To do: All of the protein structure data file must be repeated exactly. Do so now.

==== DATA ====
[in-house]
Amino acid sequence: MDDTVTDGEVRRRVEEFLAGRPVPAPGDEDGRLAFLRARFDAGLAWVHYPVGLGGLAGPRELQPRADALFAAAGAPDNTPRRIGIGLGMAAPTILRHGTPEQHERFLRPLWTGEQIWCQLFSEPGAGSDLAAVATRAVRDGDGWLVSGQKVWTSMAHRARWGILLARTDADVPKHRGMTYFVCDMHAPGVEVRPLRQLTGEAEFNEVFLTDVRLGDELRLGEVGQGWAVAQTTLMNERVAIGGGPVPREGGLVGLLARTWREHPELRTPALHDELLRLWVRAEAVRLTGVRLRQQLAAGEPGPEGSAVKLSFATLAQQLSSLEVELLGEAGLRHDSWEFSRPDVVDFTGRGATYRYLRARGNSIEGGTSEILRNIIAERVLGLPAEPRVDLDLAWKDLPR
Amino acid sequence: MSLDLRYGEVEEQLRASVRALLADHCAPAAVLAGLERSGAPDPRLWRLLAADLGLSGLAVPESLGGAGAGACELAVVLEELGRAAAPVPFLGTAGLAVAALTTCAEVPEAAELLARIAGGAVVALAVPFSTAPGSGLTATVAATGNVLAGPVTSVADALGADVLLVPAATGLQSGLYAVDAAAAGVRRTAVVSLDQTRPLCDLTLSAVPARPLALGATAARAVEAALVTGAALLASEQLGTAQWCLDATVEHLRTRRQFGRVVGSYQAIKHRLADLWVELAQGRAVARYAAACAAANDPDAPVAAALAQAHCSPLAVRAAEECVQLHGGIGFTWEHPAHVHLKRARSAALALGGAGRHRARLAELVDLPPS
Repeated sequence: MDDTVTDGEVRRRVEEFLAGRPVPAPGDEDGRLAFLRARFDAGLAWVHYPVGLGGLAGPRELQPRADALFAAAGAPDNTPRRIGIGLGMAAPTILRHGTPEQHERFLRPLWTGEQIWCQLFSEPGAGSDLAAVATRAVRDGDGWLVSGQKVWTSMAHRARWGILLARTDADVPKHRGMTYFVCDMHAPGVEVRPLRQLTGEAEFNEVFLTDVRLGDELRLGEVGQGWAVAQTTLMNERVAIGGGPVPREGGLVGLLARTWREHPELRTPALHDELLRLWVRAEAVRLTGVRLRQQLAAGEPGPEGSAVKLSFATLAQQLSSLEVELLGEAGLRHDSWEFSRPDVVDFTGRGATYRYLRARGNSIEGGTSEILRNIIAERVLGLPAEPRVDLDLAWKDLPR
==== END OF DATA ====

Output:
[in-house]
Amino acid sequence: MDDTVTDGEVRRRVEEFLAGRPVPAPGDEDGRLAFLRARFDAGLAWVHYPVGLGGLAGPRELQPRADALFAAAGAPDNTPRRIGIGLGMAAPTILRHGTPEQHERFLRPLWTGEQIWCQLFSEPGAGSDLAAVATRAVRDGDGWLVSGQKVWTSMAHRARWGILLARTDADVPKHRGMTYFVCDMHAPGVEVRPLRQLTGEAEFNEVFLTDVRLGDELRLGEVGQGWAVAQTTLMNERVAIGGGPVPREGGLVGLLARTWREHPELRTPALHDELLRLWVRAEAVRLTGVRLRQQLAAGEPGPEGSAVKLSFATLAQQLSSLEVELLGEAGLRHDSWEFSRPDVVDFTGRGATYRYLRARGNSIEGGTSEILRNIIAERVLGLPAEPRVDLDLAWKDLPR
Amino acid sequence: MSLDLRYGEVEEQLRASVRALLADHCAPAAVLAGLERSGAPDPRLWRLLAADLGLSGLAVPESLGGAGAGACELAVVLEELGRAAAPVPFLGTAGLAVAALTTCAEVPEAAELLARIAGGAVVALAVPFSTAPGSGLTATVAATGNVLAGPVTSVADALGADVLLVPAATGLQSGLYAVDAAAAGVRRTAVVSLDQTRPLCDLTLSAVPARPLALGATAARAVEAALVTGAALLASEQLGTAQWCLDATVEHLRTRRQFGRVVGSYQAIKHRLADLWVELAQGRAVARYAAACAAANDPDAPVAAALAQAHCSPLAVRAAEECVQLHGGIGFTWEHPAHVHLKRARSAALALGGAGRHRARLAELVDLPPS
Repeated sequence: MDDTVTDGEVRRRVEEFLAGRPVPAPGDEDGRLAFLRARFDAGLAWVHYPVGLGGLAGPRELQPRADALFAAAGAPDNTPRRIGIGLGMAAPTILRHGTPEQHERFLRPLWTGEQIWCQLFSEPGAGSDLAAVATRAVRDGDGWLVSGQKVWTSMAHRARWGILLARTDADVPKHRGMTYFVCDMHAPGVEVRPLRQLTGEAEFNEVFLTDVRLGDELRLGEVGQGWAVAQTTLMNERVAIGGGPVPREGGLVGLLARTWREHPELRTPALHDELLRLWVRAEAVRLTGVRLRQQLAAGEPGPEGSAVKLSFATLAQQLSSLEVELLGEAGLRHDSWEFSRPDVVDFTGRGATYRYLRARGNSIEGGTSEILRNIIAERVLGLPAEPRVDLDLAWKDLPR